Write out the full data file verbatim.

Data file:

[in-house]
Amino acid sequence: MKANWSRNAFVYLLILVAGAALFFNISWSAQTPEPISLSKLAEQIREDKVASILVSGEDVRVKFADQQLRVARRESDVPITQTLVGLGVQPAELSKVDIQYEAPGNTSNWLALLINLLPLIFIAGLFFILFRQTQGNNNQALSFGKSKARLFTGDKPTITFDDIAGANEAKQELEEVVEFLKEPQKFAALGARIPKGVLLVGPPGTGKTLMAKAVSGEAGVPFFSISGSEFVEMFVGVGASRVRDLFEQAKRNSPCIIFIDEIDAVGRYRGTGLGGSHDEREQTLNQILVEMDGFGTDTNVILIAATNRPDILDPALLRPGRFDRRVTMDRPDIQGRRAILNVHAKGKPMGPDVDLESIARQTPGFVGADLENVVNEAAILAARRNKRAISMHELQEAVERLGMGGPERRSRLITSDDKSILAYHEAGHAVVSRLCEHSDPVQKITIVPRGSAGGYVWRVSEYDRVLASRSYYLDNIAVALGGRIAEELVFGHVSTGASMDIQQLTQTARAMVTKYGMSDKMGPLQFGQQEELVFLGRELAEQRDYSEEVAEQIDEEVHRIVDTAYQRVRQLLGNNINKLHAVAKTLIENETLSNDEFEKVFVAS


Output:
[in-house]
Amino acid sequence: MKANWSRNAFVYLLILVAGAALFFNISWSAQTPEPISLSKLAEQIREDKVASILVSGEDVRVKFADQQLRVARRESDVPITQTLVGLGVQPAELSKVDIQYEAPGNTSNWLALLINLLPLIFIAGLFFILFRQTQGNNNQALSFGKSKARLFTGDKPTITFDDIAGANEAKQELEEVVEFLKEPQKFAALGARIPKGVLLVGPPGTGKTLMAKAVSGEAGVPFFSISGSEFVEMFVGVGASRVRDLFEQAKRNSPCIIFIDEIDAVGRYRGTGLGGSHDEREQTLNQILVEMDGFGTDTNVILIAATNRPDILDPALLRPGRFDRRVTMDRPDIQGRRAILNVHAKGKPMGPDVDLESIARQTPGFVGADLENVVNEAAILAARRNKRAISMHELQEAVERLGMGGPERRSRLITSDDKSILAYHEAGHAVVSRLCEHSDPVQKITIVPRGSAGGYVWRVSEYDRVLASRSYYLDNIAVALGGRIAEELVFGHVSTGASMDIQQLTQTARAMVTKYGMSDKMGPLQFGQQEELVFLGRELAEQRDYSEEVAEQIDEEVHRIVDTAYQRVRQLLGNNINKLHAVAKTLIENETLSNDEFEKVFVAS